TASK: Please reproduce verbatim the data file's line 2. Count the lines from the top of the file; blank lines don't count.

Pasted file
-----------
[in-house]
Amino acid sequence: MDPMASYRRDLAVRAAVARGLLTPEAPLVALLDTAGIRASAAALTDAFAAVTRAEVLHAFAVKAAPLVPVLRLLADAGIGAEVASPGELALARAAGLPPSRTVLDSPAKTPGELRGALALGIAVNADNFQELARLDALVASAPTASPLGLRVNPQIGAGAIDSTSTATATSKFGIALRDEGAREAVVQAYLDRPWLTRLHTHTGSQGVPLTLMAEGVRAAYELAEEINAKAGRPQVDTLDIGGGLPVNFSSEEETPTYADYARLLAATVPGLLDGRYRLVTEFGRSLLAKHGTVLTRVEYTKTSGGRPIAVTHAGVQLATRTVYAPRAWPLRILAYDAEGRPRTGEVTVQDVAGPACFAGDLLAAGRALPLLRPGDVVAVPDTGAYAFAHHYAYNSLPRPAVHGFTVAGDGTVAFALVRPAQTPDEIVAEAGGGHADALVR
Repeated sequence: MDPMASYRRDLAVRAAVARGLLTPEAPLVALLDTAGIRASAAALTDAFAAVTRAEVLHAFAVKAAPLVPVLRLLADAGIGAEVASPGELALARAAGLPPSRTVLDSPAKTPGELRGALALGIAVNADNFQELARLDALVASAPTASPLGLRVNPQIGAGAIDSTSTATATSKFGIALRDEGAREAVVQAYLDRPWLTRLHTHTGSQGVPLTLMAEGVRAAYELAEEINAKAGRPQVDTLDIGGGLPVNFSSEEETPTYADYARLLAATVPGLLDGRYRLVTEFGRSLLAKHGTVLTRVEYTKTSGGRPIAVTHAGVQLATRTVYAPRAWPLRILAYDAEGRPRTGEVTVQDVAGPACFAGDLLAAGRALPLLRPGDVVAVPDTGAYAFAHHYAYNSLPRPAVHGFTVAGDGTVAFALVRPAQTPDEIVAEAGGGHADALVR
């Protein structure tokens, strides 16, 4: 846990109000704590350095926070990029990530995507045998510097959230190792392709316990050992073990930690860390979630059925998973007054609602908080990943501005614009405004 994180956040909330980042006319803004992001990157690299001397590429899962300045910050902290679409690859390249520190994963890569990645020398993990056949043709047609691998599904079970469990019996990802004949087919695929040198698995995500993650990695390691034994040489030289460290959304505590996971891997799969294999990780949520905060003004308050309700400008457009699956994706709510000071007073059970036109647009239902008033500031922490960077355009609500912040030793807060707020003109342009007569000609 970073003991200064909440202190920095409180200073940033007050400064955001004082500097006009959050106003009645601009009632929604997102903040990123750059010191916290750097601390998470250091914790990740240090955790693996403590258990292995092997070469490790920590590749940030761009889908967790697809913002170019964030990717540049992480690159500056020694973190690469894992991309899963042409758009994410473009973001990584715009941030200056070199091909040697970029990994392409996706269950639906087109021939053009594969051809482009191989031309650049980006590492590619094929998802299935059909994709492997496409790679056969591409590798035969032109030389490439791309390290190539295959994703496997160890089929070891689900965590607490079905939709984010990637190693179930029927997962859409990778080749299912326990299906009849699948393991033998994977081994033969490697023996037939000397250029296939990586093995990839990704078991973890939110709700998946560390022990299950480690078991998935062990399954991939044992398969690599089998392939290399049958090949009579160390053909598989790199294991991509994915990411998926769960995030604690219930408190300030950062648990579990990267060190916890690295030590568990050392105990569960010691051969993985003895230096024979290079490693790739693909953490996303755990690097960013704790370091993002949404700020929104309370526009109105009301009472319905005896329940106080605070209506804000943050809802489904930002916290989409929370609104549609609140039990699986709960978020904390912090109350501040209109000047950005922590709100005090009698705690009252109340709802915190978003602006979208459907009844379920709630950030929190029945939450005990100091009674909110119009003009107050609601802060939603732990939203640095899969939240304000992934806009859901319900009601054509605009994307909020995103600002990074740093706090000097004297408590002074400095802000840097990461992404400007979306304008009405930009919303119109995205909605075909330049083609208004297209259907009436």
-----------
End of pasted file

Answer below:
Amino acid sequence: MDPMASYRRDLAVRAAVARGLLTPEAPLVALLDTAGIRASAAALTDAFAAVTRAEVLHAFAVKAAPLVPVLRLLADAGIGAEVASPGELALARAAGLPPSRTVLDSPAKTPGELRGALALGIAVNADNFQELARLDALVASAPTASPLGLRVNPQIGAGAIDSTSTATATSKFGIALRDEGAREAVVQAYLDRPWLTRLHTHTGSQGVPLTLMAEGVRAAYELAEEINAKAGRPQVDTLDIGGGLPVNFSSEEETPTYADYARLLAATVPGLLDGRYRLVTEFGRSLLAKHGTVLTRVEYTKTSGGRPIAVTHAGVQLATRTVYAPRAWPLRILAYDAEGRPRTGEVTVQDVAGPACFAGDLLAAGRALPLLRPGDVVAVPDTGAYAFAHHYAYNSLPRPAVHGFTVAGDGTVAFALVRPAQTPDEIVAEAGGGHADALVR